---- — An enigma unfolded dramatically this past week on the public stage of a Sunbury council meeting, with more political fingerprints than evidence and the mayor's promise to follow the trail to see if it leads to a crime scene.
A former city resident, now from Muncy, announced that Sunbury had failed to collect $2.6 million in revenue due to lax codes enforcement at a redeveloped industrial site. He submitted an accusatory three-page letter while a pair of accompanying attorneys took notes, inviting inferred credibility, or at least seriousness.
Because the city has a codes office with codes officers and a member of council who has the responsibility to oversee that operation, Mayor David Persing wondered whether a finger was being pointed at codes department chairman and council member Joseph Bartello, who coincidentally has an expressed interest in becoming mayor.
Bartello, however, averred persistent and longstanding doubts and beliefs that the new owners of the industrial site had failed to conform to all standards and requisites at the redeveloped property since taking it over in 2010.
The Muncy man believed Bartello's intentions to bring code compliance to the project had been thwarted by Mayor Persing, a perception that Bartello later reinforced, adding that two other members of council have also boxed him in.
Meanwhile, and possibly not coincidentally, the company that has redeveloped the site filed a right-to-know request for information and communications on Councilman Bartello's city laptop computer.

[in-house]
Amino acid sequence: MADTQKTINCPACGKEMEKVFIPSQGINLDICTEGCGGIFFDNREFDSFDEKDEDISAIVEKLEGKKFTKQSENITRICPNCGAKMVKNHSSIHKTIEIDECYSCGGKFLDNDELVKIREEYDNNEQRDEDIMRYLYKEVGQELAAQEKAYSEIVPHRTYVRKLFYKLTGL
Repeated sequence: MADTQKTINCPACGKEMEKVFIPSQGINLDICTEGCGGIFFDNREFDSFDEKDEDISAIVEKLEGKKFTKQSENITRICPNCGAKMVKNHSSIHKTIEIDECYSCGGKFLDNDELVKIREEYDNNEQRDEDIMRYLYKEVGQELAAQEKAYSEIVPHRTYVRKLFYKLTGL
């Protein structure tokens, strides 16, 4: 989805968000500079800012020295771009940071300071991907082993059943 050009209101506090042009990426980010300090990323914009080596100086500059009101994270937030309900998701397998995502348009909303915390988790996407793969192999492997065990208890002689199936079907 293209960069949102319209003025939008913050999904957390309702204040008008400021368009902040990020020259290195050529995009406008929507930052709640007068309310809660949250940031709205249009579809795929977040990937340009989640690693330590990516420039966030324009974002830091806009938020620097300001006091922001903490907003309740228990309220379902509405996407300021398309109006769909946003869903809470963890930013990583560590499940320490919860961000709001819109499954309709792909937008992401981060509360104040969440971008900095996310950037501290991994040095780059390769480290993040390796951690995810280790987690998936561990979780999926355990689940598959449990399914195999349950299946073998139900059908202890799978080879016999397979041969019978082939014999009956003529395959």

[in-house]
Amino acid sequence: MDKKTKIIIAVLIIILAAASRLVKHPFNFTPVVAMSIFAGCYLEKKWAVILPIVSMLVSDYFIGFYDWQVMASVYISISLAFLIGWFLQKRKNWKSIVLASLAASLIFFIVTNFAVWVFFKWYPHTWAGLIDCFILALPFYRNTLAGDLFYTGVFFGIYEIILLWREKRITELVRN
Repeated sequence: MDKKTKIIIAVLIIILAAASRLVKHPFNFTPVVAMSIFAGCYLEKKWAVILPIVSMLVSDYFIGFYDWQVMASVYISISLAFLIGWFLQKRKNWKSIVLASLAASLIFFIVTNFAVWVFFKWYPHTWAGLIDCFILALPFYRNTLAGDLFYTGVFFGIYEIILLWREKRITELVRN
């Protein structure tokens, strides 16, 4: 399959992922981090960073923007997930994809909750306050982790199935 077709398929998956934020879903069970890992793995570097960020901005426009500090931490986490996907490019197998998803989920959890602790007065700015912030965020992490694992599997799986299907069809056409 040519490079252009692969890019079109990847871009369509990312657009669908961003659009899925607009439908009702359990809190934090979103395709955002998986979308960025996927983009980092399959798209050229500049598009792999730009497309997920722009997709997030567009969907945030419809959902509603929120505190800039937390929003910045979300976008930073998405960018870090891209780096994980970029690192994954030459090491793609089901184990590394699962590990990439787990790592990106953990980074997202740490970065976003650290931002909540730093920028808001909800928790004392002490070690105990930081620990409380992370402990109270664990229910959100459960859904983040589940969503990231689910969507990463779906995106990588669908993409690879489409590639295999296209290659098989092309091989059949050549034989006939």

So, vaguely, the scenario is this: One of very few economic events that appeared to be an investment in Sunbury's future during Mayor Persing's administration has been publicly shaded with impropriety to a very specific, attention-grabbing degree: $2.6 million. When probed lightly for foundation, the narrative jumped almost instantaneously to administrative differences between elected officials vying for the same office in the next election.
Without leaping to conclusions, fellow crime-solvers, an honest hunt for motive, means and opportunity would entertain the possibility that this was an opening scene in Sunbury's next mayoral election.
A whiff of personal political agenda is a common traveler on the road to civic progress. Important, enlightening and useful information for self-government regularly emerges from such journeys. So do truckloads of wasteful nonsense, slander, litigation and resentment.
Even decorated by two attorneys, a large, lonely statistic and three pages of suspicion appeared too purposefully vague to be an auspicious debut of truth.